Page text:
- TAP10-01: The San Joaquin Valley Air Pollution Control District (District) is seeking proposals for projects demonstrating new and innovative emission reduction technologies that have the potential for broad applicability in the San Joaquin Valley, and will assist the District in meeting its air quality goals.
Date Issued: Wednesday, June 03, 2010
Closed: Friday, July 09, 2010
Total Funding: $900,000
Expected number of awards: 3 to 6
Download: Request for Proposal TAP10-01
Back to top
District staff is available to assist you with technology advancement opportunities. Please do not hesitate to contact us for assistance.
For updates on the TAP program by email, including notification of new funding opportunities, please sign up for our email list
Back to top
Technology focus areas
In order to encourage technology development in critical areas that best serve the Valley’s needs to reach attainment, the District has established this set of technology focus areas tailored for Valley businesses and sources of emissions:
Back to top
- Renewable Energy. Renewable energy projects will focus on overcoming the barriers that prevent the use or adoption of zero-emission renewable energy sources or reduce emissions from renewable energy systems to make them cleaner than comparable non-renewable alternatives.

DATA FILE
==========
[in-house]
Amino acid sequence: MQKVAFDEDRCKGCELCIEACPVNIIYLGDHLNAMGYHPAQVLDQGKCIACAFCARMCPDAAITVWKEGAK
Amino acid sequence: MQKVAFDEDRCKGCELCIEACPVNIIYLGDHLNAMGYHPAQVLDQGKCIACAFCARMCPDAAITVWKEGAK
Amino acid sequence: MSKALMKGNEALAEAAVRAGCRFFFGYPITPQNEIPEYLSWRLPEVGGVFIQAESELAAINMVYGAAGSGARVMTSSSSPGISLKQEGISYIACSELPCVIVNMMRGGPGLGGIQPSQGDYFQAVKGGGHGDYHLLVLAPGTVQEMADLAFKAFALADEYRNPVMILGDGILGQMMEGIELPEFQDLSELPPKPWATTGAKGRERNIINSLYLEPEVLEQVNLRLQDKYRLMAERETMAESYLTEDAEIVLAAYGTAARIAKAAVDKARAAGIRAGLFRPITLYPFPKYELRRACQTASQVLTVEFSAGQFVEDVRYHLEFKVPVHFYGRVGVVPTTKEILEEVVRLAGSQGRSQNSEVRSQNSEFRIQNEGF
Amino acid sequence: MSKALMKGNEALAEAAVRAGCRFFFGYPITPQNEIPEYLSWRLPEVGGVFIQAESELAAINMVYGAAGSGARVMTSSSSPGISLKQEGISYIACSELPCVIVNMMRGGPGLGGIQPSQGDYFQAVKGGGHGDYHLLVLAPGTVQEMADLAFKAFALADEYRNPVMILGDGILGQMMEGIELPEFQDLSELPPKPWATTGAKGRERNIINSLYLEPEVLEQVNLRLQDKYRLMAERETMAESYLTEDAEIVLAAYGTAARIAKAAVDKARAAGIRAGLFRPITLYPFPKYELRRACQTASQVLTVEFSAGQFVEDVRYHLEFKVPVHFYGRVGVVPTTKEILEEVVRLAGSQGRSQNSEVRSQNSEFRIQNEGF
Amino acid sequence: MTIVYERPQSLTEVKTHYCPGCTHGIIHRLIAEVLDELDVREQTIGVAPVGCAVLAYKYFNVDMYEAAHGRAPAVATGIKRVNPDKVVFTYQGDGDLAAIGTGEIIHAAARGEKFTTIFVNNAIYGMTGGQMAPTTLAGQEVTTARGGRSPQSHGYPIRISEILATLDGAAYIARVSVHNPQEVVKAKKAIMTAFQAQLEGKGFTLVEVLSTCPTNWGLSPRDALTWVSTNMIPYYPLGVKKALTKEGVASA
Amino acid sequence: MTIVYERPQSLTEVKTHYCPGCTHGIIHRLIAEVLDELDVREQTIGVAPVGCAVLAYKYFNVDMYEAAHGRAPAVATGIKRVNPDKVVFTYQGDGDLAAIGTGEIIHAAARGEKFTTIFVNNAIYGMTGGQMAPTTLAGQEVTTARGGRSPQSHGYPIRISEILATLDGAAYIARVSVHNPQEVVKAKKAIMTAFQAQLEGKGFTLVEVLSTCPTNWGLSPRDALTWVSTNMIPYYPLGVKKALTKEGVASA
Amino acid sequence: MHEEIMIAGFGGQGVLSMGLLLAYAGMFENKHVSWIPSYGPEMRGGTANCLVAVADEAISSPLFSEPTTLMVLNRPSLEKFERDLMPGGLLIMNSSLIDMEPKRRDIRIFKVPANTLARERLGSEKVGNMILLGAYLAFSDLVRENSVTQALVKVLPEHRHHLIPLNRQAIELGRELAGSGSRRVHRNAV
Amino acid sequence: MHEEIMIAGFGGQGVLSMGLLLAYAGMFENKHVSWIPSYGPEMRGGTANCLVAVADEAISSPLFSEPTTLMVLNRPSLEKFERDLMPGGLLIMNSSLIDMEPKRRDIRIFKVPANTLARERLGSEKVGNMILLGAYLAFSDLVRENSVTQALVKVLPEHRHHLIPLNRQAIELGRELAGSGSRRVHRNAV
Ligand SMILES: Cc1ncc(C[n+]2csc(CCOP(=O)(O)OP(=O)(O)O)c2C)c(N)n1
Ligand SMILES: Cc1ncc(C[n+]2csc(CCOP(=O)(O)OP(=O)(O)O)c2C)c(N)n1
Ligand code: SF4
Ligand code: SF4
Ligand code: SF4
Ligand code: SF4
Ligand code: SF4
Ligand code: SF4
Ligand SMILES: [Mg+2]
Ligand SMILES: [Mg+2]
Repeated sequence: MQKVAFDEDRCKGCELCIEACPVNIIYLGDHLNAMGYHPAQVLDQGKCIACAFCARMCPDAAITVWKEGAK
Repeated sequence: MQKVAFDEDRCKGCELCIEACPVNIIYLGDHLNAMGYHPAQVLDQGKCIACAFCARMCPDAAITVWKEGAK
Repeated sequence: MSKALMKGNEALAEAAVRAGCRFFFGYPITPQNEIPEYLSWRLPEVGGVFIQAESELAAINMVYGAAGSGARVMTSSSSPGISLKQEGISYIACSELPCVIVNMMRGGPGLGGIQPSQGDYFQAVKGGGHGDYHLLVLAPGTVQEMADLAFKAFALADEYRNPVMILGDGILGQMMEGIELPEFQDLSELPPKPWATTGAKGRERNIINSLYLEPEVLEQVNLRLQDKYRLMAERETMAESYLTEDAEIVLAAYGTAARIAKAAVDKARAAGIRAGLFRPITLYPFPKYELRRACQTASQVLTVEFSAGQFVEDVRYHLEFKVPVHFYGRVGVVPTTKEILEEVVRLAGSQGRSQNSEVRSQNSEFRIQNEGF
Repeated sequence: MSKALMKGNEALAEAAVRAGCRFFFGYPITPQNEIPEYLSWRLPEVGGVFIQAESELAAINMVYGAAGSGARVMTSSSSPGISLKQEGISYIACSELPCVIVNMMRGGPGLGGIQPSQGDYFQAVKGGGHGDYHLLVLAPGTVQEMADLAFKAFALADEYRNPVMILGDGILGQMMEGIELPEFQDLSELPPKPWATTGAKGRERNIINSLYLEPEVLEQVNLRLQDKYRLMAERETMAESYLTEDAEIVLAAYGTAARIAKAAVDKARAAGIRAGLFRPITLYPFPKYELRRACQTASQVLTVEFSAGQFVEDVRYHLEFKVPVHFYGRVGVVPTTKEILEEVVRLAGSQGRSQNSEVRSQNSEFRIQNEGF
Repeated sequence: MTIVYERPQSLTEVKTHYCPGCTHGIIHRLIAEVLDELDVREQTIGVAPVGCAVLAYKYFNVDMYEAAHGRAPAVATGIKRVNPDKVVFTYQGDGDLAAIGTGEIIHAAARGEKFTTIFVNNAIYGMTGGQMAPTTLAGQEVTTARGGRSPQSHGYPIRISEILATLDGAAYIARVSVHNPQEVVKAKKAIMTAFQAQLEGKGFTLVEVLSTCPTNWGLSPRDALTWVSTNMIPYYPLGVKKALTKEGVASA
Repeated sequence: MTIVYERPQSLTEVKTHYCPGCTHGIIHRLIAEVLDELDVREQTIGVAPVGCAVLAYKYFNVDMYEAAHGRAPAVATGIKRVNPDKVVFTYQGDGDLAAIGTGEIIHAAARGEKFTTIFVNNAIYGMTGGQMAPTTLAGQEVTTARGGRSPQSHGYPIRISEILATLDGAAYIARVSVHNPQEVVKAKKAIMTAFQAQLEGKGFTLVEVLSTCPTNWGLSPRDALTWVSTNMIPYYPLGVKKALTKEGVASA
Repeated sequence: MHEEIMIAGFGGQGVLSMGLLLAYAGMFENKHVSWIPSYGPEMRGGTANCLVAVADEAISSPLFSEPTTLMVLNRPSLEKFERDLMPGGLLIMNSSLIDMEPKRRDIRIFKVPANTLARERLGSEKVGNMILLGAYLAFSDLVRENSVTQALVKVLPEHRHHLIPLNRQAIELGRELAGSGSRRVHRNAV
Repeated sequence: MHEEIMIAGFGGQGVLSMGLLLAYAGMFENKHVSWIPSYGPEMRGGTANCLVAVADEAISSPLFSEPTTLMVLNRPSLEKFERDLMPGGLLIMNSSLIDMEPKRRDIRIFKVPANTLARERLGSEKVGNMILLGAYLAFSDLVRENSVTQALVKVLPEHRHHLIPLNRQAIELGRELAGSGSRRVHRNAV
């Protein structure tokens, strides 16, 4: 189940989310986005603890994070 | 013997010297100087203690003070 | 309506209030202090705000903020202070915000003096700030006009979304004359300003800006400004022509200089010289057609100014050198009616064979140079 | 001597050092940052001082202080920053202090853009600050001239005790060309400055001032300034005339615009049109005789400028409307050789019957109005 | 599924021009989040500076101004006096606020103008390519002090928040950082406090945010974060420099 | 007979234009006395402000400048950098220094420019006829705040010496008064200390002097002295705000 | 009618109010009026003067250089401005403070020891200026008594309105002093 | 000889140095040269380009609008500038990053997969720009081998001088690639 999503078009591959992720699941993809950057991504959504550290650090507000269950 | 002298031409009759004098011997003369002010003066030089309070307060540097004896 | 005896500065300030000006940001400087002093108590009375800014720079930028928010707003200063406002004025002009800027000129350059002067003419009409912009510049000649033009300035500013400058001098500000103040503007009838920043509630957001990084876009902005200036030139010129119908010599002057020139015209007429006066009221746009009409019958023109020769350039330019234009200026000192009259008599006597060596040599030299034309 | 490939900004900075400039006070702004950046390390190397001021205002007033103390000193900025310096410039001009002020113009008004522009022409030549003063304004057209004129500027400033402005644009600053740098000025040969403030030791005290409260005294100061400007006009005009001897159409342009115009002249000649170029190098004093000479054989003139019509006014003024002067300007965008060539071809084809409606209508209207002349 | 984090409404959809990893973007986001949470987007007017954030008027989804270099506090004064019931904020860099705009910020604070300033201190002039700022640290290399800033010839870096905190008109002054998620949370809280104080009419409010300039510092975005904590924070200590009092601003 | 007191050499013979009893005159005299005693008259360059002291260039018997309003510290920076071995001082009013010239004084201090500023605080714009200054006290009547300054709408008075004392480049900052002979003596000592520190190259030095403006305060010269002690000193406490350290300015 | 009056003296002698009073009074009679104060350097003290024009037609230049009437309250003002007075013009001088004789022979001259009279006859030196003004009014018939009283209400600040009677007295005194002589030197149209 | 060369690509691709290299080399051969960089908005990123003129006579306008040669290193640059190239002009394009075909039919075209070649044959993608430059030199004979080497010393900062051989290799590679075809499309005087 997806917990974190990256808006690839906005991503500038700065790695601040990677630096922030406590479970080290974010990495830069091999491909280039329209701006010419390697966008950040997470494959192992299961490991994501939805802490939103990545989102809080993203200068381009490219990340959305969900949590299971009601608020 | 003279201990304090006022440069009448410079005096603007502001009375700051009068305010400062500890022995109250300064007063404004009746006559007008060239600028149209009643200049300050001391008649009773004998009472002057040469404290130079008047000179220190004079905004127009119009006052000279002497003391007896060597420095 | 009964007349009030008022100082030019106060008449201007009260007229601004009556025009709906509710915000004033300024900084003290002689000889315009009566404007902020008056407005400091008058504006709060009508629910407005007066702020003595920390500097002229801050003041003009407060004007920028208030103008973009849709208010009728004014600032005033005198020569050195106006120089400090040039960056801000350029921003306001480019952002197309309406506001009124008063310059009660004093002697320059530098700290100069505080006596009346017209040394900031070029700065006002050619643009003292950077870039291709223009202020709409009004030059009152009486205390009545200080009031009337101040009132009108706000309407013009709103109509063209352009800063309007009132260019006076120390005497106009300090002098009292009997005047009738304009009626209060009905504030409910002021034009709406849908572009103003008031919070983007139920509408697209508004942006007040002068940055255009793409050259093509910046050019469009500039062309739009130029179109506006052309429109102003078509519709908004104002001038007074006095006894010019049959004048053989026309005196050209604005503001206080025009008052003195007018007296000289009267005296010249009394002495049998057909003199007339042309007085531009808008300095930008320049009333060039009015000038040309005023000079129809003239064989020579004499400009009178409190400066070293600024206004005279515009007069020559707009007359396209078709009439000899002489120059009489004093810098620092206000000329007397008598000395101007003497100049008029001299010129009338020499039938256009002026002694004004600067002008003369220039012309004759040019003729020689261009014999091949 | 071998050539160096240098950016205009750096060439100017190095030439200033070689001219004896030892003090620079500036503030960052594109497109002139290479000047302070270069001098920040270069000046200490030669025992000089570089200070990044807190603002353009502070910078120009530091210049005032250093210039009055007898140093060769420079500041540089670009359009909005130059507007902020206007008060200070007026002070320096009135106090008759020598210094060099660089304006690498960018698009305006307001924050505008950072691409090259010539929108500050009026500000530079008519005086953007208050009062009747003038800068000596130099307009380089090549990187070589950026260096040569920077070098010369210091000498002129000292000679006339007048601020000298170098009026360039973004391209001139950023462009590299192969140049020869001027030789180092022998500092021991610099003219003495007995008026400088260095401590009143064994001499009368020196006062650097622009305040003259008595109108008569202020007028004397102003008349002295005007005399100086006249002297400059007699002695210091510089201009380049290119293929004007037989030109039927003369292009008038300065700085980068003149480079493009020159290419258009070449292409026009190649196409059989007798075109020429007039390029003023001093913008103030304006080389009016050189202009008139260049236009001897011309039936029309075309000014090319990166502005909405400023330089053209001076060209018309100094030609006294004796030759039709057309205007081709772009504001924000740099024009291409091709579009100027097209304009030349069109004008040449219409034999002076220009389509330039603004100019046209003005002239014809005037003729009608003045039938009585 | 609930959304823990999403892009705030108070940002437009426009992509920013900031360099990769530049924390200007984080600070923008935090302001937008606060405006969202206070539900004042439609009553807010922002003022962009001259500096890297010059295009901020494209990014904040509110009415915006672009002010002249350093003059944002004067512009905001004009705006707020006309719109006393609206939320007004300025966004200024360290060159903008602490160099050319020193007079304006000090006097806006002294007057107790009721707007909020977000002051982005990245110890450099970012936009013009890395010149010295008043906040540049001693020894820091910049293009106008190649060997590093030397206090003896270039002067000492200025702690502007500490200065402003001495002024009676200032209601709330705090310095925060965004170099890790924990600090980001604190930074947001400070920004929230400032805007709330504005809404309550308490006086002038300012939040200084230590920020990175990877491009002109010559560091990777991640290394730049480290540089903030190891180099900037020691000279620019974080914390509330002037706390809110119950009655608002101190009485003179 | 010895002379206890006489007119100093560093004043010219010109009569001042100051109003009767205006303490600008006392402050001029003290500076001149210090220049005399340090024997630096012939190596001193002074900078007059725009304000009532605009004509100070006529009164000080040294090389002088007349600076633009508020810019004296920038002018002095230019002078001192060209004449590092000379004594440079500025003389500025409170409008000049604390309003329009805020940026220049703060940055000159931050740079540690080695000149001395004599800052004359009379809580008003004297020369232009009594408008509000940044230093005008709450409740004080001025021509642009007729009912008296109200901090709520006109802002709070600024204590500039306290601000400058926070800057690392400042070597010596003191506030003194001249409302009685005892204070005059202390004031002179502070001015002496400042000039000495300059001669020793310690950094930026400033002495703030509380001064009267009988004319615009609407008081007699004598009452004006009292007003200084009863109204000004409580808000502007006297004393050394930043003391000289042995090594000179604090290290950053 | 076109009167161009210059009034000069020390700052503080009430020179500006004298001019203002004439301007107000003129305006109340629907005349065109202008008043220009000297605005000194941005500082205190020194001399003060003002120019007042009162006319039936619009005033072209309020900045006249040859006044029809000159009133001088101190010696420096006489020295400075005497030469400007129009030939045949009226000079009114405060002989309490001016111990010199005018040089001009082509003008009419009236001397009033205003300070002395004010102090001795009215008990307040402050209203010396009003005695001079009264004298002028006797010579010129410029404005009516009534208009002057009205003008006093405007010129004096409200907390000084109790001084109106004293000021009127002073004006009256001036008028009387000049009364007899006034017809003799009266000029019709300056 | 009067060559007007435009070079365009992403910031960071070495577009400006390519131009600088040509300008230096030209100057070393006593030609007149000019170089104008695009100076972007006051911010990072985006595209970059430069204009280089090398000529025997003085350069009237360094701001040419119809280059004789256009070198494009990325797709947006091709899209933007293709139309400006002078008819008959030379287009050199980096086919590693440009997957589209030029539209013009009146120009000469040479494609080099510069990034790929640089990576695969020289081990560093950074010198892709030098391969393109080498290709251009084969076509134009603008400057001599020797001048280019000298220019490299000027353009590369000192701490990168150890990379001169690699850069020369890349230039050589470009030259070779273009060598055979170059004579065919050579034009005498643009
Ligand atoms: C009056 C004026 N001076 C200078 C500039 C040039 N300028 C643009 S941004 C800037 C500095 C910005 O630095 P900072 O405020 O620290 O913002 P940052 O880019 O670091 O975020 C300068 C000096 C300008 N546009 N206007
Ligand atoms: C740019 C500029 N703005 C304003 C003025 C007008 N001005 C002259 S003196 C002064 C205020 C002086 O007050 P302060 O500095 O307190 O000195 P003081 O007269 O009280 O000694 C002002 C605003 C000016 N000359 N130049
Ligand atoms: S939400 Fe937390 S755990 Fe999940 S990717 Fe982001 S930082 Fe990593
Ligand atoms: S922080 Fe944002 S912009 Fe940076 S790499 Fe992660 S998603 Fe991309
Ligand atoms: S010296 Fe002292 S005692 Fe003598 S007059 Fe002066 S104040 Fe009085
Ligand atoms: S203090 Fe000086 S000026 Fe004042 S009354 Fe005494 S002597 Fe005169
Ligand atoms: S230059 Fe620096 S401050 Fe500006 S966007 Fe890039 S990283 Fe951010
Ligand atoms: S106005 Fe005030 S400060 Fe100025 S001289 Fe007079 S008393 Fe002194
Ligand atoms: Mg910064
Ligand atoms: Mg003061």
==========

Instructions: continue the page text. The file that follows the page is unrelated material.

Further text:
- Waste Solutions. Waste solutions projects will focus on waste systems or technologies that minimize or eliminate emissions from existing waste management systems and processes, including waste-to-fuel systems, such as dairy digesters and other bio-fuel applications.
- Mobile Sources. Mobile sources projects will demonstrate zero- or near-zero-emissions solutions to mobile source categories with emphasis on goods and people movement, off-road equipment, or agricultural equipment.
Evaluation of Burn Boss® Air Curtain Burner
Sun-Maid Growers of California